FDA approves tofersen, now Qalsody, as treatment for SOD1-ALS

Decision marks first conditional approval for ALS in US

Inês Martins, PhD avatar

by Inês Martins, PhD |

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The U.S. Food and Drug Administration (FDA) has granted conditional approval to Biogen’s tofersen, now named Qalsody, for the treatment of amyotrophic lateral sclerosis (ALS) associated with mutations in the SOD1 gene.

The decision, which marks the first conditional approval for ALS in the country, comes about eight months after the regulatory agency accepted the application for review under its accelerated approval pathway. That pathway allows the FDA to give conditional marketing authorization to medications based on early clinical trial data suggesting a likely benefit.

Qalsody’s clearance had been based on biomarker data from the Phase 1/2/3 VALOR clinical trial (NCT02623699) and its open-label extension study (NCT03070119). That data showed that the therapy led to marked reductions in blood levels of neurofilament light chain (NfL), a marker of nerve cell damage.

“The findings are reasonably likely to predict a clinical benefit in patients,” the FDA stated in a press release announcing the approval, adding, “The observed reduction in NfL was consistent across all subgroups based on sex, disease duration since symptom onset, site of onset, and use of other medications for ALS treatment.”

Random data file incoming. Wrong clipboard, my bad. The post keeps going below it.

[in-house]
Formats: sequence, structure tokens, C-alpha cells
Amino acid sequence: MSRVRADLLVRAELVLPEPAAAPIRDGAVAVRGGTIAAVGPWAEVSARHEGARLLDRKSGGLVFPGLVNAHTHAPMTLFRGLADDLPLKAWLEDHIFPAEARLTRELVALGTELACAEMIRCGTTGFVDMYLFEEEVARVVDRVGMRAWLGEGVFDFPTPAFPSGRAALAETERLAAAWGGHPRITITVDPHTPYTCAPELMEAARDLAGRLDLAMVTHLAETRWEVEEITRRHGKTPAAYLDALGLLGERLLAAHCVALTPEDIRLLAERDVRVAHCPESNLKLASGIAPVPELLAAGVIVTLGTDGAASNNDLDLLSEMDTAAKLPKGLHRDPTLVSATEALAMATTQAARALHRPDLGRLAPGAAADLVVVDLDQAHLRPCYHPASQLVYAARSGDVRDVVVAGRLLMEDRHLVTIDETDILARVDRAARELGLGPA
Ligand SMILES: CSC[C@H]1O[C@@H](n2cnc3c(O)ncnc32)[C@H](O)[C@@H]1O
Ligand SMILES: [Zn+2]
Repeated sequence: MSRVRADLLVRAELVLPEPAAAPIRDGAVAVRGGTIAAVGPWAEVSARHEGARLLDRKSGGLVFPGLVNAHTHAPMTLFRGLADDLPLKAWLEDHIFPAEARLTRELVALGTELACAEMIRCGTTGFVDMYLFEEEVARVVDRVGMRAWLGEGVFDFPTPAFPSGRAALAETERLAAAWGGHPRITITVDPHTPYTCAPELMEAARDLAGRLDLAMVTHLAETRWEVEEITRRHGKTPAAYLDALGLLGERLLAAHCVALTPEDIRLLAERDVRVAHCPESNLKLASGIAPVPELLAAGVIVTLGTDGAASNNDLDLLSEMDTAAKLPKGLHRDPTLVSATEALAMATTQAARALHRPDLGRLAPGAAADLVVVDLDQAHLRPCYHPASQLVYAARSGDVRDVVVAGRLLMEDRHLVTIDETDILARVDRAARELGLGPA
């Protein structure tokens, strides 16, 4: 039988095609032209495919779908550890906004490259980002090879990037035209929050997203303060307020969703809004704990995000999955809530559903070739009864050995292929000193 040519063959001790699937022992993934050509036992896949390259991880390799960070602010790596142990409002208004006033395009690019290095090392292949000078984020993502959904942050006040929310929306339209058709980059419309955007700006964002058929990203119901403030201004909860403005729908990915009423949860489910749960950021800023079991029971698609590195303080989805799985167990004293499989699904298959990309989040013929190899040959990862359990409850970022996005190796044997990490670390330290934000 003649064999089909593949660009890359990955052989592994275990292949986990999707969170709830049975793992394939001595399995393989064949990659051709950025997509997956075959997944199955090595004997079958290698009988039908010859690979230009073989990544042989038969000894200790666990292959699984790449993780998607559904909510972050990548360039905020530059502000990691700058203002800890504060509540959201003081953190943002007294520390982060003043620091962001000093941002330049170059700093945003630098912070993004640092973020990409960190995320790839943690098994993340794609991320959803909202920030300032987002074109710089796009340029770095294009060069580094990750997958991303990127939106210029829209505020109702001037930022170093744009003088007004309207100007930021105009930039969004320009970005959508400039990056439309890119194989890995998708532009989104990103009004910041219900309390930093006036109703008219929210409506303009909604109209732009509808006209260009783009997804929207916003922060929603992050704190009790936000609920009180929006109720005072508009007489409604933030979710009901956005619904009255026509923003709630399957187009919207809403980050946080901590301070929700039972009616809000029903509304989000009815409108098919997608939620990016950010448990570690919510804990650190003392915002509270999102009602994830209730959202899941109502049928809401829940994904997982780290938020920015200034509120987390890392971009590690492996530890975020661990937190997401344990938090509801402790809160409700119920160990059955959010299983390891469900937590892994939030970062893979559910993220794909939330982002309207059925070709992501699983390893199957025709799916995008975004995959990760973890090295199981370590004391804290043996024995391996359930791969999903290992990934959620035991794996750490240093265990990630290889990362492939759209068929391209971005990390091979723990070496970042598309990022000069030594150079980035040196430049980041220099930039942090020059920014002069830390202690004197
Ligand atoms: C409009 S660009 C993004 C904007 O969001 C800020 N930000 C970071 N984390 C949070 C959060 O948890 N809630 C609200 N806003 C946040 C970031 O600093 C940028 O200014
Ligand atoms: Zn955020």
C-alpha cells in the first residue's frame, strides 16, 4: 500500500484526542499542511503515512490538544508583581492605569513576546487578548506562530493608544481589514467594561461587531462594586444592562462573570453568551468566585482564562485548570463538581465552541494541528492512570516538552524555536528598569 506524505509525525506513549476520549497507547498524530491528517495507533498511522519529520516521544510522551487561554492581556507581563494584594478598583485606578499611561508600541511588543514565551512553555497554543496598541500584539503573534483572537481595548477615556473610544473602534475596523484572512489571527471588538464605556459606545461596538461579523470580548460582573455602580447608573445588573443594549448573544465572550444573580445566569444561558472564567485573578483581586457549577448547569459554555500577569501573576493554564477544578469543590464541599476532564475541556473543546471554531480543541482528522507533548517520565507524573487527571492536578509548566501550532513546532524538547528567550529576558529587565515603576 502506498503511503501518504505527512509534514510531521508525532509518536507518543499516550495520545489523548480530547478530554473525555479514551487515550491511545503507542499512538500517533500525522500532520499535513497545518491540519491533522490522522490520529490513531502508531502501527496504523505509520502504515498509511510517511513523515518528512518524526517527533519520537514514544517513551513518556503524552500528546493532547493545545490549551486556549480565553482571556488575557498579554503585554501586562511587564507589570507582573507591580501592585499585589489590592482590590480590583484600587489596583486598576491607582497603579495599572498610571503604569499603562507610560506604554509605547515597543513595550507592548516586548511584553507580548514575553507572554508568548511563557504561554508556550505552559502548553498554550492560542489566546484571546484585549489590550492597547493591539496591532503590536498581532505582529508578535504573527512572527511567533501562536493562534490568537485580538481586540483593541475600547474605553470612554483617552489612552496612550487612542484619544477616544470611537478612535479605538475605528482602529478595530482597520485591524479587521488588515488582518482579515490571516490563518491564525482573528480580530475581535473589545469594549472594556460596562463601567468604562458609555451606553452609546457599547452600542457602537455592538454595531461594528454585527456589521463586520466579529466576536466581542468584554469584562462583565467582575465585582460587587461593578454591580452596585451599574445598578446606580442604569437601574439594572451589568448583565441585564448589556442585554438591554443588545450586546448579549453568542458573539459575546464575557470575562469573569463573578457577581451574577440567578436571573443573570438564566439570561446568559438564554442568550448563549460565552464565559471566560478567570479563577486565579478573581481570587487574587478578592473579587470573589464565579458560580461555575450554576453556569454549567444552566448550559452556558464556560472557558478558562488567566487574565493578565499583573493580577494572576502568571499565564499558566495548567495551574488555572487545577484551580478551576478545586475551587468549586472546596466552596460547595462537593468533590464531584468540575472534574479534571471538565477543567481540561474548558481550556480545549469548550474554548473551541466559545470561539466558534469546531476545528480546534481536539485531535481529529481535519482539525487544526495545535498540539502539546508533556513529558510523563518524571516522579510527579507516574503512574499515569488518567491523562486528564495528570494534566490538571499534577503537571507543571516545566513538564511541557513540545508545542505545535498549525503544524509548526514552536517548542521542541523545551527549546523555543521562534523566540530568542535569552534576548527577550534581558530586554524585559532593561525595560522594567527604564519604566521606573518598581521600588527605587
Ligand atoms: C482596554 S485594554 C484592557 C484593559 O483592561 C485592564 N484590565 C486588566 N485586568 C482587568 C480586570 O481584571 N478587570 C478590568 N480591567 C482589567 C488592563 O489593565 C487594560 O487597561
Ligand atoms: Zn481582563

“For more than a decade, Biogen has been steadfast in our commitment to pursuing treatments for ALS, and I want to thank the scientists as well as the entire ALS community who have all worked tirelessly to bring this first-of-its-kind treatment to people with SOD1-ALS,” said Christopher A. Viehbacher, president and CEO of Biogen, in an email to ALS News Today. “Today also marks a pivotal moment in ALS research as we gained, for the first time, consensus that neurofilament can be used as a surrogate marker reasonably likely to predict clinical benefit in SOD1-ALS. We believe this important scientific advancement will further accelerate innovative drug development for ALS.”

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Tofersen to Treat SOD1 ALS Under Review for European Union

Regulators in Europe now considering Qalsody application for EU

The members of the FDA’s Peripheral and Central Nervous System Drugs Advisory Committee last month were mixed in their views on whether the available data provided substantial evidence that Qalsody is effective in people with SOD1-ALS.

However, the experts unanimously considered NfL levels a good surrogate marker of the drug’s effectiveness — which likely supported the early approval.

According to the FDA announcement, the therapy is now approved at a recommended dose of 100 mg. It’s given via an injection into the spinal canal, called an intrathecal injection, containing 15 mL of the solution. The first three doses are given two weeks apart, and maintenance doses are then administered monthly.

No information is yet available on Qalsody’s list price, or how soon it will be available.

A similar application for the medication’s approval is being reviewed by the European Medicines Agency.

Meanwhile, the treatment is available in 34 countries via early access programs, Biogen has said.

Mutations in the SOD1 gene are found in as many as 20% of people with familial ALS and in up to 2% of sporadic ALS cases. Such mutations result in a toxic form of the SOD1 protein that accumulates and forms clumps that damage nerve cells.

Administered via an intrathecal injection, Qalsody is designed to lower SOD1 levels and preserve nerve cell function. It does that by targeting SOD1’s messenger RNA (mRNA) — an intermediate molecule derived from DNA that guides protein production — for degradation.